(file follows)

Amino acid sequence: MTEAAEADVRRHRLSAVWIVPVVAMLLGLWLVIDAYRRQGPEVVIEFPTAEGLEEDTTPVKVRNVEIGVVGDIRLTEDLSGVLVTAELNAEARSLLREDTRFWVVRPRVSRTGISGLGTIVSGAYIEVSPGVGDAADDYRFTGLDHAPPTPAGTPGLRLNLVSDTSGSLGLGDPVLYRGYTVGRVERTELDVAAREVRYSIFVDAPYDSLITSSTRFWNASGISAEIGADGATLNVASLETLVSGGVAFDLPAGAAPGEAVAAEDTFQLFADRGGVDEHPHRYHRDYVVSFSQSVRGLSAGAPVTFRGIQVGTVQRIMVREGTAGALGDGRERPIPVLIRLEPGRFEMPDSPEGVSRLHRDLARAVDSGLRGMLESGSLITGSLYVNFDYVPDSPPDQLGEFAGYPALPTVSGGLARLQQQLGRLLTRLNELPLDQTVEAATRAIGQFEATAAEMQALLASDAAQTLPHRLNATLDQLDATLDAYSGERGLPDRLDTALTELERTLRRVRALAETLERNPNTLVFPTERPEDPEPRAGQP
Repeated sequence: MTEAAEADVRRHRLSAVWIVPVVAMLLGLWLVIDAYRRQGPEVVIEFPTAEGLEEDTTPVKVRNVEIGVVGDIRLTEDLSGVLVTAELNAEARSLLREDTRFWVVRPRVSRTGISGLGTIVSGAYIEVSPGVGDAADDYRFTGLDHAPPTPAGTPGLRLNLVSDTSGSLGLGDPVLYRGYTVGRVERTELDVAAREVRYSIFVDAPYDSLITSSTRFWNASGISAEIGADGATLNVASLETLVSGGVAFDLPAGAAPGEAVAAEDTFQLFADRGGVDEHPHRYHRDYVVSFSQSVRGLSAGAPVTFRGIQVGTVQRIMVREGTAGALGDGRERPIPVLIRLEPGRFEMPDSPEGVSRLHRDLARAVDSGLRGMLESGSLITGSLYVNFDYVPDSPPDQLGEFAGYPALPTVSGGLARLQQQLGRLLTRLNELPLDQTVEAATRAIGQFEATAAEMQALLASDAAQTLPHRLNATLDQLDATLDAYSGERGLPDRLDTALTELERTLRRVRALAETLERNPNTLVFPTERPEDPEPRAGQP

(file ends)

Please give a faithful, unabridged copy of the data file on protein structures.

Amino acid sequence: MTEAAEADVRRHRLSAVWIVPVVAMLLGLWLVIDAYRRQGPEVVIEFPTAEGLEEDTTPVKVRNVEIGVVGDIRLTEDLSGVLVTAELNAEARSLLREDTRFWVVRPRVSRTGISGLGTIVSGAYIEVSPGVGDAADDYRFTGLDHAPPTPAGTPGLRLNLVSDTSGSLGLGDPVLYRGYTVGRVERTELDVAAREVRYSIFVDAPYDSLITSSTRFWNASGISAEIGADGATLNVASLETLVSGGVAFDLPAGAAPGEAVAAEDTFQLFADRGGVDEHPHRYHRDYVVSFSQSVRGLSAGAPVTFRGIQVGTVQRIMVREGTAGALGDGRERPIPVLIRLEPGRFEMPDSPEGVSRLHRDLARAVDSGLRGMLESGSLITGSLYVNFDYVPDSPPDQLGEFAGYPALPTVSGGLARLQQQLGRLLTRLNELPLDQTVEAATRAIGQFEATAAEMQALLASDAAQTLPHRLNATLDQLDATLDAYSGERGLPDRLDTALTELERTLRRVRALAETLERNPNTLVFPTERPEDPEPRAGQP
Repeated sequence: MTEAAEADVRRHRLSAVWIVPVVAMLLGLWLVIDAYRRQGPEVVIEFPTAEGLEEDTTPVKVRNVEIGVVGDIRLTEDLSGVLVTAELNAEARSLLREDTRFWVVRPRVSRTGISGLGTIVSGAYIEVSPGVGDAADDYRFTGLDHAPPTPAGTPGLRLNLVSDTSGSLGLGDPVLYRGYTVGRVERTELDVAAREVRYSIFVDAPYDSLITSSTRFWNASGISAEIGADGATLNVASLETLVSGGVAFDLPAGAAPGEAVAAEDTFQLFADRGGVDEHPHRYHRDYVVSFSQSVRGLSAGAPVTFRGIQVGTVQRIMVREGTAGALGDGRERPIPVLIRLEPGRFEMPDSPEGVSRLHRDLARAVDSGLRGMLESGSLITGSLYVNFDYVPDSPPDQLGEFAGYPALPTVSGGLARLQQQLGRLLTRLNELPLDQTVEAATRAIGQFEATAAEMQALLASDAAQTLPHRLNATLDQLDATLDAYSGERGLPDRLDTALTELERTLRRVRALAETLERNPNTLVFPTERPEDPEPRAGQP